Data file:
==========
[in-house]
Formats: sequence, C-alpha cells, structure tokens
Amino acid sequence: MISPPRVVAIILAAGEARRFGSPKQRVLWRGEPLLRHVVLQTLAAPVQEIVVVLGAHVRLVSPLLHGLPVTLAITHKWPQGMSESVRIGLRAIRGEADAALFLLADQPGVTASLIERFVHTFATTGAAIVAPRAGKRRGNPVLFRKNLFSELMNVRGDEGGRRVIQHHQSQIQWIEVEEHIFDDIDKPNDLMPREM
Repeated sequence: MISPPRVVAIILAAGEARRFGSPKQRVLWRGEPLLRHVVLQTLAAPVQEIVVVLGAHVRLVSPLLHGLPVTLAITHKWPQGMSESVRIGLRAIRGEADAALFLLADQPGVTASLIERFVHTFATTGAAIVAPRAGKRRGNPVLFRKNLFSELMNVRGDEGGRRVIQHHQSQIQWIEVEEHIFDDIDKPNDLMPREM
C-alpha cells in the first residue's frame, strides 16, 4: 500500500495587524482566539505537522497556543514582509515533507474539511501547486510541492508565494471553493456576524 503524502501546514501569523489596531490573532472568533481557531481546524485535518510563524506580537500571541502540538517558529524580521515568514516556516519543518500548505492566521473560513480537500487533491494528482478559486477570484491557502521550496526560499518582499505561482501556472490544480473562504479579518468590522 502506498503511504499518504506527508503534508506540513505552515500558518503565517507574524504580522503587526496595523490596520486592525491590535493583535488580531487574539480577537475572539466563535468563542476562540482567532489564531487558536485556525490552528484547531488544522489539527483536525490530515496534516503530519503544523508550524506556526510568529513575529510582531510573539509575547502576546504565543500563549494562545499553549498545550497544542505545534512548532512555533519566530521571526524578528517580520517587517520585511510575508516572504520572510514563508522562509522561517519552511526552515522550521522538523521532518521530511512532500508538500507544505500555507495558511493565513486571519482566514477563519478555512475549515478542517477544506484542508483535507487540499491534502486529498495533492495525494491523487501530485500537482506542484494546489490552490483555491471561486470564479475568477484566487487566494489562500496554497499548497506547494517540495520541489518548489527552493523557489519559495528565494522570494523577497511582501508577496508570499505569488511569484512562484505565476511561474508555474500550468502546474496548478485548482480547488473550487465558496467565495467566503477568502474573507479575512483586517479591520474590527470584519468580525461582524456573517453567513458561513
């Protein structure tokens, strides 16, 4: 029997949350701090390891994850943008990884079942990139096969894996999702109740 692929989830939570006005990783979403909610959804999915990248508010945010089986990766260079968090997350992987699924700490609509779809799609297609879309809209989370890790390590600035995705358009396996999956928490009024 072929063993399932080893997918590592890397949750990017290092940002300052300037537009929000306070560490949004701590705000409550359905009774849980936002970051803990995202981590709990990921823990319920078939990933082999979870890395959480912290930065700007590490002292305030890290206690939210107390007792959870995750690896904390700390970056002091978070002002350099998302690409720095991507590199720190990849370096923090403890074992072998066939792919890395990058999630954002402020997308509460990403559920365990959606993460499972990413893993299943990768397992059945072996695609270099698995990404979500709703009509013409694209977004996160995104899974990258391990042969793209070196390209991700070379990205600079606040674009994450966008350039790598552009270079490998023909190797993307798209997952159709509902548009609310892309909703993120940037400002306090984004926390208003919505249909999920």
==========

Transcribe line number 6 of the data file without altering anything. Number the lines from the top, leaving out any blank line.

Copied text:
């Protein structure tokens, strides 16, 4: 029997949350701090390891994850943008990884079942990139096969894996999702109740 692929989830939570006005990783979403909610959804999915990248508010945010089986990766260079968090997350992987699924700490609509779809799609297609879309809209989370890790390590600035995705358009396996999956928490009024 072929063993399932080893997918590592890397949750990017290092940002300052300037537009929000306070560490949004701590705000409550359905009774849980936002970051803990995202981590709990990921823990319920078939990933082999979870890395959480912290930065700007590490002292305030890290206690939210107390007792959870995750690896904390700390970056002091978070002002350099998302690409720095991507590199720190990849370096923090403890074992072998066939792919890395990058999630954002402020997308509460990403559920365990959606993460499972990413893993299943990768397992059945072996695609270099698995990404979500709703009509013409694209977004996160995104899974990258391990042969793209070196390209991700070379990205600079606040674009994450966008350039790598552009270079490998023909190797993307798209997952159709509902548009609310892309909703993120940037400002306090984004926390208003919505249909999920």